- Microbial growth may result in greater numbers of spores, cell fragments, alergens, mycotoxins, endotoxins, β-glucans and volatile organic compounds in indoor air. The causative agents of adverse health effects have not been identified conclusively, but an excess level of any of these agents in the indoor environment is a potential health hazard.
- Microbial interactions and moisture-related physical and chemical emissions from building materials may also play a role in dampness-related health effects.
- Building standards and regulations with regard to comfort and health do not sufficiently emphasize requirements for preventing and controlling excess moisture and dampness.
- Apart from its entry during occasional events (such as water leaks, heavy rain and flooding), most moisture enters a building in incoming air, including that infiltrating through the building envelope or that resulting from the occupants’ activities.
- Allowing surfaces to become cooler than the surrounding air may result in unwanted condensation. Thermal bridges (such as metal window frames), inadequate insulation and unplanned air pathways, or cold water plumbing and cool parts of air-conditioning units can result in surface temperatures below the dew point of the air and in dampness.
On the basis of this review, the following guidelines were formulated.
- Persistent dampness and microbial growth on interior surfaces and in building structures should be avoided or minimized, as they may lead to adverse health effects.
- Indicators of dampness and microbial growth include the presence of condenation on surfaces or in structures, visible mould, perceived mouldy odour and a history of water damage, leakage or penetration. Thorough inspection and, if necessary, appropriate measurements can be used to confirm indoor moisture and microbial growth.
- As the relations between dampness, microbial exposure and health effects cannot be quantified precisely, no quantitative health-based guideline values or thresholds can be recommended for acceptable levels of contamination with microorganisms. Instead, it is recommended that dampness and mould-related problems be prevented. When they occur, they should be remediated because they increase the risk of hazardous exposure to microbes and chemicals.
- Well-designed, well-constructed, well-maintained building envelopes are critical to the prevention and control of excess moisture and microbial growth, as they prevent thermal bridges and the entry of liquid or vapour-phase water.
- Management of moisture requires proper control of temperatures and ventilation to avoid excess humidity, condensation on surfaces and excess moisture in materials. Ventilation should be distributed effectively throughout spaces, and stagnant air zones should be avoided.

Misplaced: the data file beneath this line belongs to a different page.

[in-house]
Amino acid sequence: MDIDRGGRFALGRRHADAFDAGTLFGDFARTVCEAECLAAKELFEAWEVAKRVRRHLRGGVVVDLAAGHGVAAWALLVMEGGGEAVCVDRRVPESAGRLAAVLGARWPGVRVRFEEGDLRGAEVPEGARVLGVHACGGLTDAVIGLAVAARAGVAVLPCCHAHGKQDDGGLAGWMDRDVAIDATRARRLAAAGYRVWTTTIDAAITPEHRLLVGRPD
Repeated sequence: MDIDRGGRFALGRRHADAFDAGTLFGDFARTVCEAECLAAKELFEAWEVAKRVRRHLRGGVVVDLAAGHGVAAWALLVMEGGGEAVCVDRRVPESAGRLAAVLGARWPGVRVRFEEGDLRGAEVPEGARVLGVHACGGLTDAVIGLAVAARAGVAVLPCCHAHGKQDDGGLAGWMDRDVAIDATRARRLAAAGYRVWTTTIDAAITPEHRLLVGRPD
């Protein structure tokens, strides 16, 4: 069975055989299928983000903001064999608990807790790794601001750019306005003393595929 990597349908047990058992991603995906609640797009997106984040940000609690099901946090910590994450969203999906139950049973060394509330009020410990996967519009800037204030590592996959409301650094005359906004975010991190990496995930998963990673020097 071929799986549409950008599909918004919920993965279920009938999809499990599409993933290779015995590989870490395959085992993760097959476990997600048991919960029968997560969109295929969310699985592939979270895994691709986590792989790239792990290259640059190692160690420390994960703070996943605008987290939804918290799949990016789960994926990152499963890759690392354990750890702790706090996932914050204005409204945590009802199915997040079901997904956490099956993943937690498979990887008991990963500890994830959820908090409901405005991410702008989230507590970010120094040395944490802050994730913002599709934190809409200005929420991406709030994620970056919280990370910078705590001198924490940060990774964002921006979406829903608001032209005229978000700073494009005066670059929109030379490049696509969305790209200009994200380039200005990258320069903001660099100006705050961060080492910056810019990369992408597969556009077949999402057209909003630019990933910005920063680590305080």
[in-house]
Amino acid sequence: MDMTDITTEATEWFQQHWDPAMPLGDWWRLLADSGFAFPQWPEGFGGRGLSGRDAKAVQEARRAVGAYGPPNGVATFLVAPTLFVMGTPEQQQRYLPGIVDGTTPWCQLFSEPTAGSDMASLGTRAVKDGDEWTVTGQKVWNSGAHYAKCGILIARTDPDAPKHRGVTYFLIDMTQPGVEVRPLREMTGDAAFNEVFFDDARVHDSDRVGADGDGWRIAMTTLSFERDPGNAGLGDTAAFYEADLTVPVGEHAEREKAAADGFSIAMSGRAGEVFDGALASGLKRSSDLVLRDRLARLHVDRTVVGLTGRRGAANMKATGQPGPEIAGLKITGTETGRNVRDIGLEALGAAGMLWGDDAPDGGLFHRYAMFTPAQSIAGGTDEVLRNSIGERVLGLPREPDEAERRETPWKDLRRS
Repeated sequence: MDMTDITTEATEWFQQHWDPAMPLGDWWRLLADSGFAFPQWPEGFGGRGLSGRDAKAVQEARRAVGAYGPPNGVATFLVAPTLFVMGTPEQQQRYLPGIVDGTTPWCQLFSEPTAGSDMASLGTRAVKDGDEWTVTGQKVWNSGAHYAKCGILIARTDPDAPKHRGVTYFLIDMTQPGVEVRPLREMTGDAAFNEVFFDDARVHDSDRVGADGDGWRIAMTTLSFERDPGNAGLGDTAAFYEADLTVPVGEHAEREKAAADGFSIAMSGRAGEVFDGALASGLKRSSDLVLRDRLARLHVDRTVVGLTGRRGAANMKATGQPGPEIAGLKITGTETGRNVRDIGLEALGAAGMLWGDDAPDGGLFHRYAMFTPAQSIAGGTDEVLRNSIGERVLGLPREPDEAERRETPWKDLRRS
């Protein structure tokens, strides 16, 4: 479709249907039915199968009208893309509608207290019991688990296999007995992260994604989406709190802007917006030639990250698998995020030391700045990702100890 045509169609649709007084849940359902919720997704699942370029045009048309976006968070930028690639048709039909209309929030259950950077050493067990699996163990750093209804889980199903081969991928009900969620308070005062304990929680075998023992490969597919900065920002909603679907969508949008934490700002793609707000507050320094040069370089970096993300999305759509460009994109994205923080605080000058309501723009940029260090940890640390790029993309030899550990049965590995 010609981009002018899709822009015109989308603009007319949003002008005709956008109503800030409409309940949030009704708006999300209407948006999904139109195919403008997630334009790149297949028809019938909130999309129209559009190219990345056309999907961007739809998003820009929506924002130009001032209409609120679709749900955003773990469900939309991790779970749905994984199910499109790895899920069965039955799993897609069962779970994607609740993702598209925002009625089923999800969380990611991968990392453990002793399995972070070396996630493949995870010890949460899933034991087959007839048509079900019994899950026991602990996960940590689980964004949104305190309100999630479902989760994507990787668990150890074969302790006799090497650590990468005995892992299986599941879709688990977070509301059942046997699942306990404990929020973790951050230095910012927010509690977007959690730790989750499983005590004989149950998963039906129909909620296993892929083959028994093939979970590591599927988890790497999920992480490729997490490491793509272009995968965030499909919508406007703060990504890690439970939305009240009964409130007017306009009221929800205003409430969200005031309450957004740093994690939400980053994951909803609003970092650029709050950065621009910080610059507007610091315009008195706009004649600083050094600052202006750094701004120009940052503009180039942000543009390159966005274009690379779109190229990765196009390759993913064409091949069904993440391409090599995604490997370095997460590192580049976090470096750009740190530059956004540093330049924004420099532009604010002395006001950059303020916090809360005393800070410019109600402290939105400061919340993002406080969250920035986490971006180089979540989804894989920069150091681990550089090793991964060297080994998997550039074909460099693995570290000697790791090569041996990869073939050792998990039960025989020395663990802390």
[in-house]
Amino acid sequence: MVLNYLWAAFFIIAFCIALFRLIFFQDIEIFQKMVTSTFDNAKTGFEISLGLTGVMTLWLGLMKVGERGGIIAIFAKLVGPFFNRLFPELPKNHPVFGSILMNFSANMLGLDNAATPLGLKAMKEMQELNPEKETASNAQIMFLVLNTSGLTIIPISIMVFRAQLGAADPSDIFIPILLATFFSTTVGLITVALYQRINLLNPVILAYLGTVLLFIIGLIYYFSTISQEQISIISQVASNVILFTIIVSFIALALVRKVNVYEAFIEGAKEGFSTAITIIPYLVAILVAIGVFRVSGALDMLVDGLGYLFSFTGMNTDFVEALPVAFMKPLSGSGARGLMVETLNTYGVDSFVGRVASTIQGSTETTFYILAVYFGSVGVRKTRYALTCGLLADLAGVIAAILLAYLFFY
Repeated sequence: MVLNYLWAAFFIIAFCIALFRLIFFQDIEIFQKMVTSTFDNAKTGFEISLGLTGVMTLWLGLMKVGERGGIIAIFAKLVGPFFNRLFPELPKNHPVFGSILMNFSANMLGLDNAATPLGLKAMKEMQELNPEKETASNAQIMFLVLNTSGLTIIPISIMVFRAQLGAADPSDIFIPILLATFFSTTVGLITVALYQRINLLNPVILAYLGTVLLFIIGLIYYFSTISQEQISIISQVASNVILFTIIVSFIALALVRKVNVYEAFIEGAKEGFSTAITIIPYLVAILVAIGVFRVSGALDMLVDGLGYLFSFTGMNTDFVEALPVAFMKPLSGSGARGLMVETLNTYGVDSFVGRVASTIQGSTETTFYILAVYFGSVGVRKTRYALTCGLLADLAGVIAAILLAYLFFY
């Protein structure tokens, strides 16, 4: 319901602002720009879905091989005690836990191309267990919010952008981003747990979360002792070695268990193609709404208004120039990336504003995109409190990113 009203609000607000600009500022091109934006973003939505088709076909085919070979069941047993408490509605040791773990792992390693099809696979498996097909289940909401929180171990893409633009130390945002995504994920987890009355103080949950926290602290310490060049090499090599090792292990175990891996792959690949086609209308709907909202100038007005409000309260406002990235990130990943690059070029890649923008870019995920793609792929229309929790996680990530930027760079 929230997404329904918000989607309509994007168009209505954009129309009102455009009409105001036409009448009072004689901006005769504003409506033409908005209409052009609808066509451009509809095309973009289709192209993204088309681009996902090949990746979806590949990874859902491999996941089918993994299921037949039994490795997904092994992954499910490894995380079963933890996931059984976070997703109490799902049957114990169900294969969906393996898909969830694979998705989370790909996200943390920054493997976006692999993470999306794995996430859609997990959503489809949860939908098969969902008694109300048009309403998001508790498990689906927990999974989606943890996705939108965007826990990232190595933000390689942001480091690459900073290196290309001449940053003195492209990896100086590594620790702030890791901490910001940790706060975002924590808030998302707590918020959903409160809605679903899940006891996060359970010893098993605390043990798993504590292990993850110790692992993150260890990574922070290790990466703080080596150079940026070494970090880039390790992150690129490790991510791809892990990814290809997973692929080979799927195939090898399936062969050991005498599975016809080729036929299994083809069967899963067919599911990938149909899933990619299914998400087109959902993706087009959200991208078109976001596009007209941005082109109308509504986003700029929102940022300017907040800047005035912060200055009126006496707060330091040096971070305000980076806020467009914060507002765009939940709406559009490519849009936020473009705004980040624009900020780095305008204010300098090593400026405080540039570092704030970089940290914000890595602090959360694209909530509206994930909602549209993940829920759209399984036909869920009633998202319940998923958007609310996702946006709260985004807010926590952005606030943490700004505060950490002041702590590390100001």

- Building owners are responsible for providing a healthy workplace or living environment free of excess moisture and mould, by ensuring proper building construction and maintenance. The occupants are responsible for managing the use of water, heating, ventilation and appliances in a manner that does not lead to dampness and mould growth. Local recommendations for different climatic regions should be updated to control dampness-mediated microbial growth in buildings and to ensure desirable indoor air quality.
- Dampness and mould may be particularly prevalent in poorly maintained housing for low-income people. Remediation of the conditions that lead to adverse exposure should be given priority to prevent an additional contribution to poor health in populations who are already living with an increased burden of disease.
- The guidelines are intended for worldwide use, to protect public health under various environmental, social and economic conditions, and to support the achievement of optimal indoor air quality. They focus on building characteristics that prevent the occurrence of adverse health effects associated with dampness or mould. The guidelines pertain to various levels of economic development and different climates, cover all relevant population groups and propose feasible approaches for reducing health risks due to dampness and microbibial contamination. Both private and public buildings (e.g. offices and nursing homes) are covered, as dampness and mould are risks everywhere. Settings in which there are particular production processes and hospitals with high-risk patients or sources of exposure to pathogens are not, however, considered.
While the guidelines provide objectives for indoor air quality management, they do not give instructions for achieving those objectives. The necessary action and indicators depend on local technical conditions, the level of development, human capacities and resources. The guidelines recommended by WHO acknowledge this heterogeneity. In formulating policy targets, governments should consider their local circumstances and select actions that will ensure achievement of their health objectives most effectively.”
Pool & Spa Inspections
Hidden Moisture, Air Leak Detection